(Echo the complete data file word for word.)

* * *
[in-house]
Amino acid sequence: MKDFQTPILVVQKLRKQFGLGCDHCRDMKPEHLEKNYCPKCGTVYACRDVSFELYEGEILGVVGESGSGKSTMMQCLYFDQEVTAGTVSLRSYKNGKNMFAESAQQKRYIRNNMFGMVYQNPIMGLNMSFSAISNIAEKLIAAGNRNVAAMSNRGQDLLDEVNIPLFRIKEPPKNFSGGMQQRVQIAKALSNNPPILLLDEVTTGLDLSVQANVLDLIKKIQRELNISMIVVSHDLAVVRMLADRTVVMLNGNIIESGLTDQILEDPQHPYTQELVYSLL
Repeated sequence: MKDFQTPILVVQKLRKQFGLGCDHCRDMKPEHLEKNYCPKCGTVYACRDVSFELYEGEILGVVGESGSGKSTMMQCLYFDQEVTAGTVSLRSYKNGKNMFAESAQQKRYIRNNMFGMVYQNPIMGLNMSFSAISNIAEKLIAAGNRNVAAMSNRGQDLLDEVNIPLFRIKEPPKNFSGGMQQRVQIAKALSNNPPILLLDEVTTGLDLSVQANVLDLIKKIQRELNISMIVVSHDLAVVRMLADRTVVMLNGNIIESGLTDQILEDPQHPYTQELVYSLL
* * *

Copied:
[in-house]
Amino acid sequence: MKDFQTPILVVQKLRKQFGLGCDHCRDMKPEHLEKNYCPKCGTVYACRDVSFELYEGEILGVVGESGSGKSTMMQCLYFDQEVTAGTVSLRSYKNGKNMFAESAQQKRYIRNNMFGMVYQNPIMGLNMSFSAISNIAEKLIAAGNRNVAAMSNRGQDLLDEVNIPLFRIKEPPKNFSGGMQQRVQIAKALSNNPPILLLDEVTTGLDLSVQANVLDLIKKIQRELNISMIVVSHDLAVVRMLADRTVVMLNGNIIESGLTDQILEDPQHPYTQELVYSLL
Repeated sequence: MKDFQTPILVVQKLRKQFGLGCDHCRDMKPEHLEKNYCPKCGTVYACRDVSFELYEGEILGVVGESGSGKSTMMQCLYFDQEVTAGTVSLRSYKNGKNMFAESAQQKRYIRNNMFGMVYQNPIMGLNMSFSAISNIAEKLIAAGNRNVAAMSNRGQDLLDEVNIPLFRIKEPPKNFSGGMQQRVQIAKALSNNPPILLLDEVTTGLDLSVQANVLDLIKKIQRELNISMIVVSHDLAVVRMLADRTVVMLNGNIIESGLTDQILEDPQHPYTQELVYSLL